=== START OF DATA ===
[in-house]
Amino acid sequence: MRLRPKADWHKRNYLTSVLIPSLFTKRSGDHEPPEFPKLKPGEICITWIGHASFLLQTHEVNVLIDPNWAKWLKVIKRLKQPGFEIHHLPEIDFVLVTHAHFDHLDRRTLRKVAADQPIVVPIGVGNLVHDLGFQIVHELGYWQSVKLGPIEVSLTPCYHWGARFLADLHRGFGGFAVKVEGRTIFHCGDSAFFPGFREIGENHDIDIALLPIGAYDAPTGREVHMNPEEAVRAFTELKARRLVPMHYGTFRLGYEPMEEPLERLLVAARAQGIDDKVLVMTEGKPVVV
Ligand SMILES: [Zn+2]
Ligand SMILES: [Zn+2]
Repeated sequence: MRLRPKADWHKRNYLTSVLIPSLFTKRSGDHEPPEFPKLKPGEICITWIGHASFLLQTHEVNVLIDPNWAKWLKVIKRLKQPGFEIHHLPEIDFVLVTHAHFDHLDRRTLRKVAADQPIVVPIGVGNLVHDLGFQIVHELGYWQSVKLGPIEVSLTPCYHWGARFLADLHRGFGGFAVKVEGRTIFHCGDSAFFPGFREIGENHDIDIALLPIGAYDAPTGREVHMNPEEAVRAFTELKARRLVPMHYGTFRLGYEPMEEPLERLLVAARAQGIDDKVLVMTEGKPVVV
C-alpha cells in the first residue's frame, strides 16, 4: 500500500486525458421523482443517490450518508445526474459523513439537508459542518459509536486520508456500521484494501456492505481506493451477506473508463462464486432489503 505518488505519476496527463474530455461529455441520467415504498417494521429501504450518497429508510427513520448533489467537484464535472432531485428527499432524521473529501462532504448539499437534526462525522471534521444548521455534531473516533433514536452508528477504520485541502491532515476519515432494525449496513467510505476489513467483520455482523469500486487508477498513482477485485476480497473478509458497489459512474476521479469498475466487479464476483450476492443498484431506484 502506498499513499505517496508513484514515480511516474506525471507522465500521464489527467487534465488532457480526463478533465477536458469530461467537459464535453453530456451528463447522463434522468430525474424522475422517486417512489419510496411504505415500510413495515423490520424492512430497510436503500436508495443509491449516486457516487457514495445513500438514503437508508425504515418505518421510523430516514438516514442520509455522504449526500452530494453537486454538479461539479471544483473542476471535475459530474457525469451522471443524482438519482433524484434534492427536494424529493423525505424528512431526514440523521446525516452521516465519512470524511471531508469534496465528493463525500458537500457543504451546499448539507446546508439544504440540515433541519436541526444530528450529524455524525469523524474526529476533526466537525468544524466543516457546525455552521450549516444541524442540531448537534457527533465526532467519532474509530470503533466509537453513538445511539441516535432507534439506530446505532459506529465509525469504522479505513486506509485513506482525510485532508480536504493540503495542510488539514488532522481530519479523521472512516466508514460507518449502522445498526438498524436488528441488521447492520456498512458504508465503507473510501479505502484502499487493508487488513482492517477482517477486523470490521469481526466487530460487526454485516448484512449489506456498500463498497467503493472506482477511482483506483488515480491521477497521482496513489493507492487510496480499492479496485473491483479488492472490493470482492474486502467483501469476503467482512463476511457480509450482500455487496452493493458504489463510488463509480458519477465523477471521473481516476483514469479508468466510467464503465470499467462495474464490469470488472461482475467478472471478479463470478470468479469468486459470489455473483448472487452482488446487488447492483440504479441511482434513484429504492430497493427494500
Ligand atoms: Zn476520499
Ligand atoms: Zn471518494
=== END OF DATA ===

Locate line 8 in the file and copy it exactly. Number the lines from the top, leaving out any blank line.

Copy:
Ligand atoms: Zn471518494